How to Start Your Own Onboarding Academy

By: Nikki Dent

At Aptera, we’ve taken a unique, customized approach to onboarding new team members. We call our process the Aptera Academy and, in a nutshell, it is a learning and mentorship ramp up period to help new hires get caught up on any hard skills they will need as an Aptera developer. The Academy has grown and evolved over the six years since we started it, and it has proven to be beneficial to our team members. If you’re thinking that you need to formalize the training process for new developers at your company, here’s our guide to starting your own onboarding academy.

Identify Your Need

When you’re ready to set up a formal onboarding for new team members, it’s important to start at the beginning and think about what need you’re trying to meet with this training. Are you hiring a lot of developers without much experience and you need to teach them more tech? Does your company use a lot of internal lingo new team members need to know? Are you just bringing together disparate onboarding methods? Once you’ve identified your goal, you can keep it top of mind through the rest of the set up to make sure your onboarding meets the biggest needs.

Create Your Curriculum

What do developers need to know to be successful at your company? With this question in mind, make a list of all the topics, programming languages, frameworks, and processes that might need to be included in your onboarding. This list will become your base curriculum. Next, you’ll need to collect all the ways for students to learn that material on their own including blogs, videos, and tutorials. If you can’t find a suitable instructional tool for a topic, build your own! For example, we built our own exercises for working on legacy code, which is an important topic for us.

Take Time to Individualize

Even though you’ve made a complete curriculum list, not every developer who joins your team is going to be starting from the same place. To determine what each developer’s individual plan of action through the Academy will look like, we suggest conducting interviews to see which topics they already know and where their interests lie. Through these interviews you can then create a checklist personalized to each team member.

With this checklist in hand, students can then be sent out to learn on their own through tutorials, blogs, videos, and exercises. When a student feels they have mastered a skill, we have them check back in with our agile coach, who is the facilitator of the Academy, and teach the topics back to him or to other Academy students to demonstrate proficiency to get that skill checked off their list.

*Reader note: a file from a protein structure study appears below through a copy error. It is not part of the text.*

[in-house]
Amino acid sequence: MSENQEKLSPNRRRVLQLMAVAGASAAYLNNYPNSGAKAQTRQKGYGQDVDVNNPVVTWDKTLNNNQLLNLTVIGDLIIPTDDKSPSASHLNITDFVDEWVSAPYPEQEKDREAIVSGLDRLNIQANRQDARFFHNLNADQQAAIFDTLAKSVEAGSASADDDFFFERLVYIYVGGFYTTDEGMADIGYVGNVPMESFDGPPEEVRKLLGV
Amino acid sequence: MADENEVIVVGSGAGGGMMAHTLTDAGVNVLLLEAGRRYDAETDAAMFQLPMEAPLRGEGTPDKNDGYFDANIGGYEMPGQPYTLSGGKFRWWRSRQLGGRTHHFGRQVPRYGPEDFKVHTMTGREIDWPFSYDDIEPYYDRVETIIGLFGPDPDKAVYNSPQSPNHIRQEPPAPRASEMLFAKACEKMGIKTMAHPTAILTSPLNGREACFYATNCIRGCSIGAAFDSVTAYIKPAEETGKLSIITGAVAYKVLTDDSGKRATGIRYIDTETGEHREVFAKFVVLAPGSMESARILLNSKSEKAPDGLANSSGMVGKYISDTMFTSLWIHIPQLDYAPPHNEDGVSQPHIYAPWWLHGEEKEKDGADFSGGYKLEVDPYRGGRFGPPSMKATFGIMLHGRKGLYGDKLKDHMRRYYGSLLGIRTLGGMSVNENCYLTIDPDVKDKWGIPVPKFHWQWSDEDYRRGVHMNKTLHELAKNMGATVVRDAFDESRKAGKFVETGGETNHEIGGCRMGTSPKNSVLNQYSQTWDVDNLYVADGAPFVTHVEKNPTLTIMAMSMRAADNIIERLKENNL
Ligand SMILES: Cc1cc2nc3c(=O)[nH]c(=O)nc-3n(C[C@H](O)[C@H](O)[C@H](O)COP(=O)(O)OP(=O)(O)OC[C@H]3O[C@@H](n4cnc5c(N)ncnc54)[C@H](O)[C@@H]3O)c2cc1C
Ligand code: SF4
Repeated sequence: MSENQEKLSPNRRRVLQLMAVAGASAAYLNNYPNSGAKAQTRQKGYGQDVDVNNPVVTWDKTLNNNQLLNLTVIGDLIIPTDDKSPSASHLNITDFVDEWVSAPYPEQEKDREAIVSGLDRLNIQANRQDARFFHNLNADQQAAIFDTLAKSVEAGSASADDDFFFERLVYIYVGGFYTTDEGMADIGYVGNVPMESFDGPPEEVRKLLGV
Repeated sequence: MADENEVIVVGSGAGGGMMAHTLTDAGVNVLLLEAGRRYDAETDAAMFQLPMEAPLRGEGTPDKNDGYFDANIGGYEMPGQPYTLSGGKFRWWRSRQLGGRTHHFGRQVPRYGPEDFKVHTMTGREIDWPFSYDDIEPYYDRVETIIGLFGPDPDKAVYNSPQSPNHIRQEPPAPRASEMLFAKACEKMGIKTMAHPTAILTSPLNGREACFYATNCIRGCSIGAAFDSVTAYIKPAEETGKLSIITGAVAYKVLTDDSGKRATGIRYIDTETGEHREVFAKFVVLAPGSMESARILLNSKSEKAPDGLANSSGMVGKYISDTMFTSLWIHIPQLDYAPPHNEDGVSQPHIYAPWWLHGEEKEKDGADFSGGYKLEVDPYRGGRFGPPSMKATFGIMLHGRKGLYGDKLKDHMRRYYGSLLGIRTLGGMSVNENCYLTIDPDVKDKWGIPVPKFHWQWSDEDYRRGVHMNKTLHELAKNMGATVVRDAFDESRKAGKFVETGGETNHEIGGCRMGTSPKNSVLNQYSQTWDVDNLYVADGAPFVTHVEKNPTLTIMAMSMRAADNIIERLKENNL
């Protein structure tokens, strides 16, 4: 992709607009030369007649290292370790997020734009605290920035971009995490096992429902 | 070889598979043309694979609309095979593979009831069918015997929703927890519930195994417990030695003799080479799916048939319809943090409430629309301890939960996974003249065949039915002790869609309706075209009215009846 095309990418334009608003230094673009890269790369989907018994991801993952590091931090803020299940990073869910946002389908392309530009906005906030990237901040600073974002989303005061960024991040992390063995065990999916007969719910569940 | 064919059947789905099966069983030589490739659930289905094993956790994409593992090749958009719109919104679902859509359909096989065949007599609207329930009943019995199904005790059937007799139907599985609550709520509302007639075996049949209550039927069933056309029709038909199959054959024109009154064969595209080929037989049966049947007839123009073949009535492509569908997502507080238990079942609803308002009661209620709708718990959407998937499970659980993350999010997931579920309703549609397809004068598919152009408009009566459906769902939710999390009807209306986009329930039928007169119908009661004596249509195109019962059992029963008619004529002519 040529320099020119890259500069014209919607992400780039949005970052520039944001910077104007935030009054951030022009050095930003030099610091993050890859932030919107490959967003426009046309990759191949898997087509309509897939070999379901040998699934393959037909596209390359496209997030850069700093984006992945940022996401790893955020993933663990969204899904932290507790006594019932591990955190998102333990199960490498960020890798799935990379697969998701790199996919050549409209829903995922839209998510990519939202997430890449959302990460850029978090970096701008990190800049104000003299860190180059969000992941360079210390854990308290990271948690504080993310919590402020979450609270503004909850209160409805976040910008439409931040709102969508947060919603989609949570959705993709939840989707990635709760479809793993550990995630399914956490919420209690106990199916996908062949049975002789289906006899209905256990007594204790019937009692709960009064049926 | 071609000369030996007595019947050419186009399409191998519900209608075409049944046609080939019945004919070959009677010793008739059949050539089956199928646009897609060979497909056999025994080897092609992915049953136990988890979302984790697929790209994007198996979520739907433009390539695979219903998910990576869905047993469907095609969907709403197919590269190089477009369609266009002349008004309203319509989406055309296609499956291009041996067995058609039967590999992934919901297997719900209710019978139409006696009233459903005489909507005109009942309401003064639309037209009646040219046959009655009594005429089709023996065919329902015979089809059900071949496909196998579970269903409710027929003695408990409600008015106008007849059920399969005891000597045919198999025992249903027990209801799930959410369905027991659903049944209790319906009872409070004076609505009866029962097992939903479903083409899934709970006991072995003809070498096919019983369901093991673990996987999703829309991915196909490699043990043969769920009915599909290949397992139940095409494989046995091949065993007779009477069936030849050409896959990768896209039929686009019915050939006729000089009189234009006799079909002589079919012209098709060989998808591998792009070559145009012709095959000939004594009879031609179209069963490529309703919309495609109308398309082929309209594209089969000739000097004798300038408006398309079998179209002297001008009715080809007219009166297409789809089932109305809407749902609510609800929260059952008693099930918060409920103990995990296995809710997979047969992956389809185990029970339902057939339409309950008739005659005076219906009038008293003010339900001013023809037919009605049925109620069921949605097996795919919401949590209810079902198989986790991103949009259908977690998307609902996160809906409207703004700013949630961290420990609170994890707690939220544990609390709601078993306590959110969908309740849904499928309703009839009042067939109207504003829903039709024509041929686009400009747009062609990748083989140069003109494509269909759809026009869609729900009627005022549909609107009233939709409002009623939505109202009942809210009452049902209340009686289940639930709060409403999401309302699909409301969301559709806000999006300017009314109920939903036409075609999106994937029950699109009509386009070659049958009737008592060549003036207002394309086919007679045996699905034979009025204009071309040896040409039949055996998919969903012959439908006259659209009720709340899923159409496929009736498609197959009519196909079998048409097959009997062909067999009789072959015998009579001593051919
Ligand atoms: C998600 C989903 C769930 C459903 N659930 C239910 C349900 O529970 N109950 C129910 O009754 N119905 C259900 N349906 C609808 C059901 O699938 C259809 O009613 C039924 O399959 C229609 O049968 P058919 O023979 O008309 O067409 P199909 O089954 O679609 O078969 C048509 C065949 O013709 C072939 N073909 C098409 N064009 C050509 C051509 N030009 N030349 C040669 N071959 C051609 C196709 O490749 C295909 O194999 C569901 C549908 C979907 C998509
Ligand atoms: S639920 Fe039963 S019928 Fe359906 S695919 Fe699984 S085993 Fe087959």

Joel and fellow intern, Isaac Smith, working together

Set Up Your Academy to Scale

When we started our Academy, we typically just had one or two students in it at a time, but it has grown alongside the company. So even if you’re a smaller company now, it’s helpful to keep in mind how your Academy can scale up for the future. We recommend following a repeatable framework. For example, our Academy runs using Scrum. This is helpful to give the process order and it also teaches the principles and mechanics of Scrum by doing.

Move to Apprenticeship

Not everything that is helpful for developers to know can be learned through tutorials—there’s often no substitute for real world experience. You’ll need to have a way to bridge from your Academy to the real code of a project. For us, after a student’s personalized checklist is complete, we move them to an apprenticeship. In this phase of the Academy, the student will join a high-performing team working on a real Aptera client project. They also meet on a regular basis with our agile coach to give feedback. After three or four sprints of checking in, a developer is officially considered finished with the Academy.

Ultimately, we see the goal of the Aptera Academy as creating a habit of learning that team members can carry into their career here with us and even beyond. It’s basically building momentum for the continual learning they will get on every project they work on, and the value of learning is an incalculable asset.

If you’d like to build a culture of learning at your organization too, you should invest in an Academy onboarding set up. Want to learn more about our onboarding process? Download our onboarding checklist to make sure your new developers are set up for success. 

Onboarding Checklist PDF preview

FREE Development Onboarding Checklist

Set your developers up for success from day one! This onboarding checklist goes beyond paperwork and where the coffee is and will help you introduce new developers to your company culture.

Nikki Dent

About Nikki Dent

Nikki is a technical copywriter for Aptera. With a bachelor’s degree in writing from Saint Mary’s College, Notre Dame, Ind., she has been honing her craft of marketing copywriting for the past six years. In her role at Aptera, Nikki enjoys learning and writing about the technology and strategy at work across the company.